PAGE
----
Human on My Faithless Arm, Ep. 1: The Emperor of Ice Cream
Welcome to Human on My Faithless Arm, a series of recitations of great poems composed in English.
Each episode will feature my recitation from memory of one of the poems I recite each night to my infant daughter Auden (named for Wystan Hugh.) These poems are important to me, and to Auden’s mother, and we want them to be part of our daughter’s life from its earliest days and nights.
Poems are like scores for performances: they “play” the body that reads or recites them aloud. I hope this series will help you to hear how this is so. I would also hope to interest you in the dynamic lives of poems as they are kept alive in and performed from memory, rather than being read from a page.
Memory and the body are faulty, and I’ve recited these poems so many times that variants have sometimes crept in, so you are likely to hear me make mistakes in these performances; but if we are lucky, I’ll also record in the coming weeks some moments of fresh accuracy or discovery, for when poems are alive in one’s body there is always some possibility that a movement or breath will alter something—even everything.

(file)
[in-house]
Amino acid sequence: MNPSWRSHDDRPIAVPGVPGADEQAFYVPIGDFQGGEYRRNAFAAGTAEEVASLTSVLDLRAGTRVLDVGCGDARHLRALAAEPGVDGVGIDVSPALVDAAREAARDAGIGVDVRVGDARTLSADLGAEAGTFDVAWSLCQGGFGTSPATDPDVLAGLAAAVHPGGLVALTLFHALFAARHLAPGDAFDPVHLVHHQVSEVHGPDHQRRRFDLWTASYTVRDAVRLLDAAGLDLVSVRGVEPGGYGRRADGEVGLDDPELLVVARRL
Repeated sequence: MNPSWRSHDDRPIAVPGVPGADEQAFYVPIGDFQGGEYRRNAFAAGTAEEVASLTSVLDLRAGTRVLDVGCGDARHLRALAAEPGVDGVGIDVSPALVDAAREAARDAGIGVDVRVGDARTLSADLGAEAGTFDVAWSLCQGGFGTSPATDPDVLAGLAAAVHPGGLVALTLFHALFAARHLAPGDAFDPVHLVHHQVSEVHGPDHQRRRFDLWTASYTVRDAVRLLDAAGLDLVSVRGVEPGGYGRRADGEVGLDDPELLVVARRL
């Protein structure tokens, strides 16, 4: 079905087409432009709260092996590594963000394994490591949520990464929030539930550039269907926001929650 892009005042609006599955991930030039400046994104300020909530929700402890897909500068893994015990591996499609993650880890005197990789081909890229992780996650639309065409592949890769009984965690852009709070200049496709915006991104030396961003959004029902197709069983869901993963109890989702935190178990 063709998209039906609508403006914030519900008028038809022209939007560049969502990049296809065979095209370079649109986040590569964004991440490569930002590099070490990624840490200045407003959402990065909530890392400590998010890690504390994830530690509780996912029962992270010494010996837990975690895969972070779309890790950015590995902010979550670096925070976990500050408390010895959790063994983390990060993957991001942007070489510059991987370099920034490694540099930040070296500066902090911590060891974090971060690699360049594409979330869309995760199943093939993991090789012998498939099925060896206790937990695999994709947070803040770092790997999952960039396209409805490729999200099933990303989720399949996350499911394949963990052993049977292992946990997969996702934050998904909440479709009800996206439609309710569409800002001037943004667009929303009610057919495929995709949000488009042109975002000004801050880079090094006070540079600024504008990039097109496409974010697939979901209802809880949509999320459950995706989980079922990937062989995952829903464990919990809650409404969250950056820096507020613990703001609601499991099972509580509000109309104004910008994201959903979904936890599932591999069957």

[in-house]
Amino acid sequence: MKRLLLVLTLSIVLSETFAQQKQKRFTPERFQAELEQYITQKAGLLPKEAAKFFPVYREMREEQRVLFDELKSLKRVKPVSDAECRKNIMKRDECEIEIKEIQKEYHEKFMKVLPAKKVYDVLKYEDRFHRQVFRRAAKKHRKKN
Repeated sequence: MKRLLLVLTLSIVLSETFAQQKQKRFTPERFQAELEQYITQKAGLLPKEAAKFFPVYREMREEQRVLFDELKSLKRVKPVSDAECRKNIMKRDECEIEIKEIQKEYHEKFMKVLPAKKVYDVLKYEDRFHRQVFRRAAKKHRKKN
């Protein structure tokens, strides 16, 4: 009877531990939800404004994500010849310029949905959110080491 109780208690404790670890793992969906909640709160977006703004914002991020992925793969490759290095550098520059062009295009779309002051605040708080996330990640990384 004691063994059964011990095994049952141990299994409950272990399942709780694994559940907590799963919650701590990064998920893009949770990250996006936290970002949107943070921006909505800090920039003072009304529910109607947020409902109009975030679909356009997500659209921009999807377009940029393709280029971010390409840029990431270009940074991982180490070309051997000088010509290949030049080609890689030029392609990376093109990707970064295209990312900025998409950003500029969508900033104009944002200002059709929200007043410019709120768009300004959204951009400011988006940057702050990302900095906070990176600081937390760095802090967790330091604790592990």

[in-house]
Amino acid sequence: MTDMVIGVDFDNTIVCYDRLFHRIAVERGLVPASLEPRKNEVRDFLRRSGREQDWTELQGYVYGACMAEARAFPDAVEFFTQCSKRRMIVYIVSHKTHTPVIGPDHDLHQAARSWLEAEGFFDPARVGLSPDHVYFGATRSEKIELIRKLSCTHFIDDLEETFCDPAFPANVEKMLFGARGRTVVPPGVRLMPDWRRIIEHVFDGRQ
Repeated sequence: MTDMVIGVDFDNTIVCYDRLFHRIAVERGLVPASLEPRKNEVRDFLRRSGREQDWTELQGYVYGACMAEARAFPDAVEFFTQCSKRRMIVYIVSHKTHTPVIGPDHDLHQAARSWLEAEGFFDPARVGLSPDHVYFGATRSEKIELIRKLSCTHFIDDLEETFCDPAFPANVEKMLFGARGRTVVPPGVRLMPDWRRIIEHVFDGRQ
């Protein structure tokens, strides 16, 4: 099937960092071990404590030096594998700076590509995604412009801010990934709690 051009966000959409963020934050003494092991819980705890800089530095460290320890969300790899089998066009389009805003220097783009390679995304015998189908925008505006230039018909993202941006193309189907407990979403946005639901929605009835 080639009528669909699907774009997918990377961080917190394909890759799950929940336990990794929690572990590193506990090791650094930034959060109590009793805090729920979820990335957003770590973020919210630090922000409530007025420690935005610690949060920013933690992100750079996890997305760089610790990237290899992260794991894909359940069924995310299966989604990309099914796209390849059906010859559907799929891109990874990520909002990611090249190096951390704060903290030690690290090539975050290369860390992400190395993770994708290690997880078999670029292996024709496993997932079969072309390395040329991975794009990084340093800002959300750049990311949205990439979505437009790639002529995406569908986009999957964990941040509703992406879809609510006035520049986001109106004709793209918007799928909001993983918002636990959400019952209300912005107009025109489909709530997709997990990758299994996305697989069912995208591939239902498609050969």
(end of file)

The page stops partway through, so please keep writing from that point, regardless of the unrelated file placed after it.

I hope you will enjoy Episode 1, my recitation of Wallace Stevens’s wonderful “The Emperor of Ice Cream.” You can listen to it above.
Want to follow along as I recite? You can find the text of Stevens’s poem here.
If you would like to read an account of some of the meanings of Stevens’s poem, you can check out Helen Vendler’s brief essay on “The Emperor of Ice Cream” here.
Please join me for Episode 2, when I’ll introduce and recite John Donne’s amazing “A Valediction: Forbidding Mourning.”
Daniel Bosch is Lecturer in English at Emory University and Senior Editor of Berfrois.